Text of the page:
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Rosefuran (3-methyl-2-prenylfuran) is a liquid boiling at 103-104 °C (at 50 mm Hg), with a density of 0.9089 g/cm3 (at 30 °C), less than that of water.[1] It is an aroma chemical which is a minor constituent of the aroma of the rose (Rosa damascene). Rosefuran is a 2,3-disubstituted furan (3-methyl-2-(3-methyl-2-buten-1-yl)furan). It has an odor threshold of 200 ppb and constitutes 0.16% of Bulgarian rose oil.[2] Rosefuran has been established as a female sex pheromone of an acarid mite, Caloglyphus sp. Concentrations of less than 100 ng of synthetic rosefuran caused sexual excitation in males of the species.[3]

Synthesis

Rosefuran was synthesized in 1968 by George Büchi via the organomercury compound bis(3-methyl-2-furyl)mercury.[4] Rosefuran has been synthesized in many steps from common starting materials starting with prenyl chloride (3-methyl-but-2-en-1-yl chloride).[5] Rosefuran has also been synthesized via cyclization of suitable acyclic precursors, such as, 5-oxogeraniol and 5-hydroxycitral (4-hydoxy-3,7-dimethyl-(E)-2,6-octadienol).[6] Rosefuran has also been prepared via palladium catalyzed cross coupling of the methyl ester of 4-bromo-5-methyl-2-furancarboxylic acid followed by decarboxylation.[7]

Alternatively, rosefuran has been prepared from other furan derivatives. Thus, Wittig reaction of 3-methyl-2-furanacetaldehyde with triphenylphosphonium isopropylide gave rosefuran in 67% yield. The aldehyde was obtained via Claisen rearrangement of 3-(vinyloxymethyl)furan.[8] Similarly, the readily available 3-bromofuran was reacted with 3,3-dimethylallyl bromide and lithium diisopropylamide in THF solution, followed by reaction at with methyl iodide and N-butyllithium in THF, yielding rosefuran.[9]

A patented process for the manufacture of rosefuran via condensation of 3-formylpropionic acid methyl ester with crotonaldehyde has been described. The intermediate ketoaldehyde is cyclized to a furan derivative which is converted to rosefuran in 33% overall yield via Grignard reaction to give 2-methyl-4-(3-methyl-2-furanyl)-2-butanol followed by dehydration.[10]

Applications

Rosefuran is a desirable component of rose oil, a natural fragrance material.[11] Rosefuran is the major constituent (58% by weight) of the essential oil of Perilla ocimoides, a herbaceous, annual plant cultivated in Bangladesh and used as a component of a common spice.[12] Additionally, synthetic rosefuran is recommended (average recommended level in parentheses) for use as a flavor, fragrance chemical for a wide variety of applications including baked goods (5 ppm), breakfast cereal (2 ppm), cheese (3 ppm), condiments (2 ppm), frozen dairy (3 ppm), soups (2 ppm) and snack foods (5 ppm).[13]

References

  1. ^ B. Sanjiva Rao; Subramaniam, K. S. (1936). "The occurrence of furan derivatives in volatile oils. III. β-Clausenan and γ-clausenan". Proceedings - Indian Academy of Sciences, Section A. V3A (4): 31–37.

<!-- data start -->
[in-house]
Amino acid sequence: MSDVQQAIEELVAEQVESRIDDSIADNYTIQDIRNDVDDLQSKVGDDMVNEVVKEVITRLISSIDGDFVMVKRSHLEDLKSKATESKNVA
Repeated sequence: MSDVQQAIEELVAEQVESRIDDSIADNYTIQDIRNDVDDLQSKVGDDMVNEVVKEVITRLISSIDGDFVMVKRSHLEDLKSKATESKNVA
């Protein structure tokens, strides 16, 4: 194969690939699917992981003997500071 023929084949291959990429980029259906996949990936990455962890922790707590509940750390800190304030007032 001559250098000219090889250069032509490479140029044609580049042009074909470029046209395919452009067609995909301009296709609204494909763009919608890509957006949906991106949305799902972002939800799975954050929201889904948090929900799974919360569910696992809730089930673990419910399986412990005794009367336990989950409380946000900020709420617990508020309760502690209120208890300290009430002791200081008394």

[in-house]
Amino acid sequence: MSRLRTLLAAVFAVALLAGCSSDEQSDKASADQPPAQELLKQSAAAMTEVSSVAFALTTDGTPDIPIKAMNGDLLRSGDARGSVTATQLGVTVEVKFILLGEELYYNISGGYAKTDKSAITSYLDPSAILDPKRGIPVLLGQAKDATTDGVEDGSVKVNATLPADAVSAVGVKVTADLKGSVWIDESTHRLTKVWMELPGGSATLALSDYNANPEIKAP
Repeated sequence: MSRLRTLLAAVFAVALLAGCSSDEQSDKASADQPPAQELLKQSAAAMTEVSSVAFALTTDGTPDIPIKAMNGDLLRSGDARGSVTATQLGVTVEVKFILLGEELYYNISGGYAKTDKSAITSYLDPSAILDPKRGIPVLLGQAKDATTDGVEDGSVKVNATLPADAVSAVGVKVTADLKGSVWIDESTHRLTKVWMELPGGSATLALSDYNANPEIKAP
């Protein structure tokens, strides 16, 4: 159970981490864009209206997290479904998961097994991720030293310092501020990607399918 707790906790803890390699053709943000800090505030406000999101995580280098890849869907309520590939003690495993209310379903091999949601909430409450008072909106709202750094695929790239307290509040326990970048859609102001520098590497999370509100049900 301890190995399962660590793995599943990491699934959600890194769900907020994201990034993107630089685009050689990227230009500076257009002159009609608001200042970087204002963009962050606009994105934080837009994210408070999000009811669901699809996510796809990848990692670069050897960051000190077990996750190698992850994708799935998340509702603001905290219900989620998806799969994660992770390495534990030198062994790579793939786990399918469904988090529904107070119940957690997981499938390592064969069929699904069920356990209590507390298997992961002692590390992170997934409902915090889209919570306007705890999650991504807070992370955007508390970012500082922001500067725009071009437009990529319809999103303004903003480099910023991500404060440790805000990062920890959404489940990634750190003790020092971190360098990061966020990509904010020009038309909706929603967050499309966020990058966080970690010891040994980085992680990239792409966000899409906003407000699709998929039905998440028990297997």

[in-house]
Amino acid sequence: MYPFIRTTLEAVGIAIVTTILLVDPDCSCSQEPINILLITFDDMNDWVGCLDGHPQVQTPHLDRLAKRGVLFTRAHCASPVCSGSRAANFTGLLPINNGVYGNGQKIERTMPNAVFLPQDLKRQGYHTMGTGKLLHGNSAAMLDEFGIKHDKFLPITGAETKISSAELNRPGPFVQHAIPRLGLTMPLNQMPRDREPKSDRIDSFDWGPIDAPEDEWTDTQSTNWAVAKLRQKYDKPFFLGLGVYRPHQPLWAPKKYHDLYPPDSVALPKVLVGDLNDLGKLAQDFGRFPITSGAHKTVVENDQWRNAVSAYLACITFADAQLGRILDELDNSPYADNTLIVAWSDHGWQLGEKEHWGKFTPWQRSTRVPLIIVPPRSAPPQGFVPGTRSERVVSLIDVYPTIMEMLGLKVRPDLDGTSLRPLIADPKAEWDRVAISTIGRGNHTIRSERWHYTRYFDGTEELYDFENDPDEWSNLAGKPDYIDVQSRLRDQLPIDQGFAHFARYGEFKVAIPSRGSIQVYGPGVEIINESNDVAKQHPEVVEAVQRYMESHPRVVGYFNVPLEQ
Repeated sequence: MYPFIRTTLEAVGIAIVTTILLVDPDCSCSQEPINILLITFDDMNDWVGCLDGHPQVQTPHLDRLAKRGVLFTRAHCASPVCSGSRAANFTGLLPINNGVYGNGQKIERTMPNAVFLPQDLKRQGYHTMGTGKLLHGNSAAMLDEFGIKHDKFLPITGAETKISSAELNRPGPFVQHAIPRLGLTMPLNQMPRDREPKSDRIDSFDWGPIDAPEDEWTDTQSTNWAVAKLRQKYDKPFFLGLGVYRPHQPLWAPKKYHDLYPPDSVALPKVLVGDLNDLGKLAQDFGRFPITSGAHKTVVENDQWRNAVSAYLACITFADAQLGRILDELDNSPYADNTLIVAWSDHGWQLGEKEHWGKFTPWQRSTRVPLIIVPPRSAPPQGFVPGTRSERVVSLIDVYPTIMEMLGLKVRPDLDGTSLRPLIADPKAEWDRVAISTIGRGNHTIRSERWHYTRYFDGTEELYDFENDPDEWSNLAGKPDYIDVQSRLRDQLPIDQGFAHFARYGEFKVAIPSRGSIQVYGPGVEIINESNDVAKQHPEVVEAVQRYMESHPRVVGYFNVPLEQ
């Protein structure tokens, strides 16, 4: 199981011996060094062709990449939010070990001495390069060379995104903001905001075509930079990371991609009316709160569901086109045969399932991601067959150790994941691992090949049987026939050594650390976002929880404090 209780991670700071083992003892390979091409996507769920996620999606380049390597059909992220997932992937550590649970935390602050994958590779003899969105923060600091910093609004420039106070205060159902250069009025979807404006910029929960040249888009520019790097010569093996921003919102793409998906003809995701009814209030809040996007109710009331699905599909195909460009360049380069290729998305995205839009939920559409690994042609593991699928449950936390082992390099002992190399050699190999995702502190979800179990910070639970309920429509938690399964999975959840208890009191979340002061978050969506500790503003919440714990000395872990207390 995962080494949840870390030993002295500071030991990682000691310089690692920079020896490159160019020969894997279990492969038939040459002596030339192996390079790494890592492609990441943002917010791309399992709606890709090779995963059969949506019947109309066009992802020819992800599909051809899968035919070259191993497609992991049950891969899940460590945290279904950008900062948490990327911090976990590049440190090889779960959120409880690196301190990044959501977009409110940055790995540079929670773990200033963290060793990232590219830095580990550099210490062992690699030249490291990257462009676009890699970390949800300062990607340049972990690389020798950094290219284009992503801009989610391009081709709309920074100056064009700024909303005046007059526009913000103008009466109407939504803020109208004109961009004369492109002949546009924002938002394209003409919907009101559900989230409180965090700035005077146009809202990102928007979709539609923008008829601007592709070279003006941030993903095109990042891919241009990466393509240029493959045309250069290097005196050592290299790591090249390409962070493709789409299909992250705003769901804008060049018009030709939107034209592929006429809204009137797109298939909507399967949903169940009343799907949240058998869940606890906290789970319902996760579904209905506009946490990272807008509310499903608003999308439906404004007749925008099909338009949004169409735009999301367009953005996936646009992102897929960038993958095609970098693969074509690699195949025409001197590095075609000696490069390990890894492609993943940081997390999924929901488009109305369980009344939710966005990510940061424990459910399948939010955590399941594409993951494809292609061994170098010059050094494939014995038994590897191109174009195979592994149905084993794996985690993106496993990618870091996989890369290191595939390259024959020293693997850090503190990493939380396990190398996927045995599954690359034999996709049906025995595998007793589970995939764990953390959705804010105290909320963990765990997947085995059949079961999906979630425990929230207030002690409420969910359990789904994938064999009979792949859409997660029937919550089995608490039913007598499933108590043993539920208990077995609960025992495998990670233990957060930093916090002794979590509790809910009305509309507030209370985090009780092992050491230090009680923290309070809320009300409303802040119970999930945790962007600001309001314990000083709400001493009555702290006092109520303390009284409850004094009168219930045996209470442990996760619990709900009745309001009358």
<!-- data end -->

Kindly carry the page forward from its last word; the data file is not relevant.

2. ^ Gunther Ohloff (1978). "Importance of minor components in flavors and fragrances". Perfumer & Flavorist. 3 (1): 11–22. 
  3. ^ Naoki Mori; Kuwahara, Yasumasa; Kurosa, Kazuyoshi (1998). "Rosefuran: the sex pheromone of an acarid mite, Caloglyphus sp". Journal of Chemical Ecology. 24 (11): 1771–1779. doi:10.1023/a:1022399331397. 
  4. ^ Büchi, George; Kovats, Erwin; Enggist, P.; Uhde, G . (1968). "Synthesis of rosefuran and dehydroelsholtzione". Journal of Organic Chemistry. 33 (3): 1227–9. doi:10.1021/jo01267a062. 
  5. ^ Seiichi Takano; Morimoto, Masamichi; Satoh, Shigeki (1984). "Syntheses of perillene and rosefuran from common starting materials". Chemistry Letters. 7: 1261–1262. doi:10.1246/cl.1984.1261. 
  6. ^ Ryozo Iriye; Uno, Tsuyoshi; Ohwa, Ikuo (1990). "The formation of alkylfurans from (E)-4-hydroxy-2-alkenals and (E)-4-oxo-2-alkenols, and a synthesis of rosefuran". Agricultural and Biological Chemistry. 54 (7): 1841–1843. doi:10.1271/bbb1961.54.1841. 
  7. ^ T. Bach; Krueger, L. (1998). "Regioselective Pd(0)-catalyzed coupling reactions on methyl 2,3-dibromofuran-5-carboxylate as a facile entry into 2,3,5-tri- and 2,3-disubstituted furans". Synlett. 11: 1185–1186. doi:10.1055/s-1998-1911. 
  8. ^ O. P. Vig; Vig, A. K; Handa, V. K. (1974). "Terpenoids. LXXXV. Claisen rearrangement involving the furan ring system. Synthesis of rosefuran and sesquirosefuran". Journal of the Indian Chemical Society. 51 (10): 900–902. 
  9. ^ Peter Weyerstahl; Schenk, Anja; Marschall, Helga (1995). "Structure-odor correlation. Part XXI. Olfactory properties and convenient synthesis of furans and thiophenes related to rosefuran and perillene and their isomers". Liebigs Annalen. 6 (10): 1849–1853. doi:10.1002/jlac.1995199510259. 
  10. ^ Hidetaka Tsukasa, "Manufacture of rosefuran", Jpn. Kokai Tokkyo Koho, 03151373 (1991)
  11. ^ Gunther Ohloff (1978). "Importance of minor components in flavors and fragrances". Perfumer & Flavorist. 3 (1): 11–22. 
  12. ^ L. N. Misra; Husain, A. (1987). "The Essential Oil of Perilla ocimoides: A Rich Source of Rosefuran". Planta Medica. 53 (4): 379–380. doi:10.1055/s-2006-962743. PMID 17269047. 
  13. ^ rosefuran: http://www.thegoodscentscompany.com/data/rw1435551.html